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Playing well with others-autonomously

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For more information, visit The Autonomous Systems and Controls Laboratory (ASCL).

Boat

Reconnaissance demonstrations of the ASV, Rascal UAV, a platoon of other AUVs, and the unmanned "Rocky" by Virginia Tech and the U.S. Navy Post-graduate school.

Virginia Tech air, surface and ground autonomous vehicles showed their teamwork ability in a reconnaissance demonstration at the U.S. Navy's 2007 AUVFest.

ASV

The autonomous surface vehicle (ASV) deployed first, and patrolled on a river through pre-programmed way-points. Because the AUV has limited field-of-view, the "Rascal" unmanned air vehicle (UAV) then flew over the operating area, to look for potential objects of interest. It detected the targeted object, localized it, and sent the coordinates to the ASV, which then changed its route to pass around the object for close-up inspection. At the same time, Tech's unmanned ground vehicle, "Rocky," patrolled the shore and maneuvered to keep the object in its camera's field of view.

The demonstration was a collaboration between Virginia Tech autonomous vehicle researchers and the U.S. Navy Postgraduate School (NPS). "Despite this being our first opportunity for Tech and NPS to operate all systems simultaneously, the demonstration worked perfectly on the first attempt," said ECE's Dan Stillwell, whose team developed the ASV and control algorithms. ECE's Chris Wyatt lead development of machine vision algorithms for the ASV.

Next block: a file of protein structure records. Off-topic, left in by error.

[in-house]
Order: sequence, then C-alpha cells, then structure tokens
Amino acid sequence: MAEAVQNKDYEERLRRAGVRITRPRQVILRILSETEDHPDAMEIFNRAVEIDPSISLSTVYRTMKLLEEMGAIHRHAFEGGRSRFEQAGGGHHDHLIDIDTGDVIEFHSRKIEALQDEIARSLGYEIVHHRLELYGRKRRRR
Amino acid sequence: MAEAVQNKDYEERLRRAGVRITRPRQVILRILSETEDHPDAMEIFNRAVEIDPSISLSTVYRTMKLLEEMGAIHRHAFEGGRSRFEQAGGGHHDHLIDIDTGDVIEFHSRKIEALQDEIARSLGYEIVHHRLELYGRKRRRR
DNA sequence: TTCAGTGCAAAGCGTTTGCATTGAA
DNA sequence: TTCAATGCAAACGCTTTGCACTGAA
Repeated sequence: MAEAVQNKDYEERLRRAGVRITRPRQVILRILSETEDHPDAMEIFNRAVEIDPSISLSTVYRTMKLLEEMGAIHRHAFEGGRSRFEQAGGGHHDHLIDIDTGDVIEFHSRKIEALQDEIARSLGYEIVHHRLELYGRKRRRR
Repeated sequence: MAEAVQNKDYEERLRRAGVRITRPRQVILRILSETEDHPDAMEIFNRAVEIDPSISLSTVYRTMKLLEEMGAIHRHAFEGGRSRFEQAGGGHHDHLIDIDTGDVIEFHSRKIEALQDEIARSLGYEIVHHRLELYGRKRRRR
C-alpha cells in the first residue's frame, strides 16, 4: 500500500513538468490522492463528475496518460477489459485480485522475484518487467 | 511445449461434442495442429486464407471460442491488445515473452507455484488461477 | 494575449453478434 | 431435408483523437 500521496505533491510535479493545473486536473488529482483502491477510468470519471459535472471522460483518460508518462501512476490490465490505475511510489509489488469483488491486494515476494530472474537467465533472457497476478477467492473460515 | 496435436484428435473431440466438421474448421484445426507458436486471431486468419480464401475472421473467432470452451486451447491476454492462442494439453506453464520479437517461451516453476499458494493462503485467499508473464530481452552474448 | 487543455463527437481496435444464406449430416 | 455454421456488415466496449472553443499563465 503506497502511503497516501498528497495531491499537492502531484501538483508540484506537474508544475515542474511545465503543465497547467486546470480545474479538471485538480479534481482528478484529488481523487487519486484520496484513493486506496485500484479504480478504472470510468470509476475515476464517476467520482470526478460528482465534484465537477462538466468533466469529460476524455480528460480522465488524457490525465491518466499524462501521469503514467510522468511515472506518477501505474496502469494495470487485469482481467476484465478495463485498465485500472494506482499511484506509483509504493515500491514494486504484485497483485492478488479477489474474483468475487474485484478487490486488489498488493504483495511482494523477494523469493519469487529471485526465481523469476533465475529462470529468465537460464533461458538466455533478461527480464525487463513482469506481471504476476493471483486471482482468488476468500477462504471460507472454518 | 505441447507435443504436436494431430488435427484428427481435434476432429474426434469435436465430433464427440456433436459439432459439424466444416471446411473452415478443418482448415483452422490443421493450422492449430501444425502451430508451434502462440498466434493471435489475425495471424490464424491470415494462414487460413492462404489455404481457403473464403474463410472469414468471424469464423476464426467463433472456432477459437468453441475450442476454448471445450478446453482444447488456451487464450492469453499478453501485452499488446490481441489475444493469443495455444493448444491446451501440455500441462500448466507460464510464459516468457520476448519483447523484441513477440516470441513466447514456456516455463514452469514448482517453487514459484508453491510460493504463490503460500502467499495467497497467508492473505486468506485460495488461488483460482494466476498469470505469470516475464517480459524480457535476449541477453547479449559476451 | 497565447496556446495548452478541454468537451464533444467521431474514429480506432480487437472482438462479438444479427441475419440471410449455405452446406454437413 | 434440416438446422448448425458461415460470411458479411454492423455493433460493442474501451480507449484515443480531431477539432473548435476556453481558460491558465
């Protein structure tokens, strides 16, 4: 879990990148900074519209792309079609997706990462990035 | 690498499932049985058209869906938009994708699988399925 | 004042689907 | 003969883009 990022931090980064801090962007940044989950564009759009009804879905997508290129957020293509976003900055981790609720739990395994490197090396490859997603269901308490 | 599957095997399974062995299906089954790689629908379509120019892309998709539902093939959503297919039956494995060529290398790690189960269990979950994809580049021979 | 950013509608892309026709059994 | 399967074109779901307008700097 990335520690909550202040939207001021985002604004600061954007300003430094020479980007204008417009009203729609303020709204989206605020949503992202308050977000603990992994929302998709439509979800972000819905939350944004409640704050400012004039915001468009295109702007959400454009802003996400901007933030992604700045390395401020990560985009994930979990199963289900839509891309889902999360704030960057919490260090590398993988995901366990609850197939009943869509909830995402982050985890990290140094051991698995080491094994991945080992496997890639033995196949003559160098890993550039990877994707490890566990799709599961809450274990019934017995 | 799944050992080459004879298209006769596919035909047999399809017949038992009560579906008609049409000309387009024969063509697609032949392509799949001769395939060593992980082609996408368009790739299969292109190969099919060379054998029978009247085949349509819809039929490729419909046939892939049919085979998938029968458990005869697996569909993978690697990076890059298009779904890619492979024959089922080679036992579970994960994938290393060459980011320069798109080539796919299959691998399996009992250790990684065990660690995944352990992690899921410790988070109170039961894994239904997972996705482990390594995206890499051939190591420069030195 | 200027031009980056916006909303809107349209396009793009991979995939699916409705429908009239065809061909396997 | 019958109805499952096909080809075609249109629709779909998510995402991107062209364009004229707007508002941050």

Plane

In another demonstration, Virginia Tech's high speed autonomous underwater vehicle (AUV) demonstrated its high-speed capability. In just 40 seconds, it launched and covered more than 200 meters at about 10 knots.

A platoon of other AUVs, including the VT 475 AUV, demonstrated coordinated motion control and adaptive environmental sampling capabilities. For environmental sampling, an AUV detected and then mapped the outflow of a waste water treatment plant that flows into St. Andrew Bay near Panama City, Fla. The AUV detected and ran through the plume. When the AUV recognized that it had returned to the ambient environment, it turned back on a different trajectory. The AUV repeated the process many times and constructed a map of the plume and estimated center of the plume. www.ascl.ece.vt.edu